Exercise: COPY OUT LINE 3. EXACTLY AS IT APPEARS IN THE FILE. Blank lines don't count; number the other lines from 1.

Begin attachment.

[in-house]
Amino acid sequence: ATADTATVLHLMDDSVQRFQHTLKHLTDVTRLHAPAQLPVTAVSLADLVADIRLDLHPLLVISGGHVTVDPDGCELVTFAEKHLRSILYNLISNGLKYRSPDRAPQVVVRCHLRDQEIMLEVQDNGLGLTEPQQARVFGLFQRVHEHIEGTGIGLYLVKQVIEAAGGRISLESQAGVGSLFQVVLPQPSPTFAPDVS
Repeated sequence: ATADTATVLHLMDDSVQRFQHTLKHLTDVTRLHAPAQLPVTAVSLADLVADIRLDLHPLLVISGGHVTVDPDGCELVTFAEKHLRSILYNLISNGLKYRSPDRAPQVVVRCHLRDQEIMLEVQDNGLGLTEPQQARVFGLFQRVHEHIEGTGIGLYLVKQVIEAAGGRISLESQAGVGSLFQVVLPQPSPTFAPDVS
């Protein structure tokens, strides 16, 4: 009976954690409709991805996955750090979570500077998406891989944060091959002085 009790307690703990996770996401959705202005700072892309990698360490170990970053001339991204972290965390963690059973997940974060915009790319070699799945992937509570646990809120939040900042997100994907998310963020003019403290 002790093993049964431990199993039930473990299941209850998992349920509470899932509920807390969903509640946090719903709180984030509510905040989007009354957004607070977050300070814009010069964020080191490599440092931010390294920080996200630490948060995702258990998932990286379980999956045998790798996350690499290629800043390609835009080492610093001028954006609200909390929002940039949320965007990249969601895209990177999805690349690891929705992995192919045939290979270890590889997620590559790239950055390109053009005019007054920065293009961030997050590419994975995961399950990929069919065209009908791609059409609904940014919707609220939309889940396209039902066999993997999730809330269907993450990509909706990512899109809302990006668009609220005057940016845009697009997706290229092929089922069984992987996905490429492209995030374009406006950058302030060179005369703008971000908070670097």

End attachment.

Repeated sequence: ATADTATVLHLMDDSVQRFQHTLKHLTDVTRLHAPAQLPVTAVSLADLVADIRLDLHPLLVISGGHVTVDPDGCELVTFAEKHLRSILYNLISNGLKYRSPDRAPQVVVRCHLRDQEIMLEVQDNGLGLTEPQQARVFGLFQRVHEHIEGTGIGLYLVKQVIEAAGGRISLESQAGVGSLFQVVLPQPSPTFAPDVS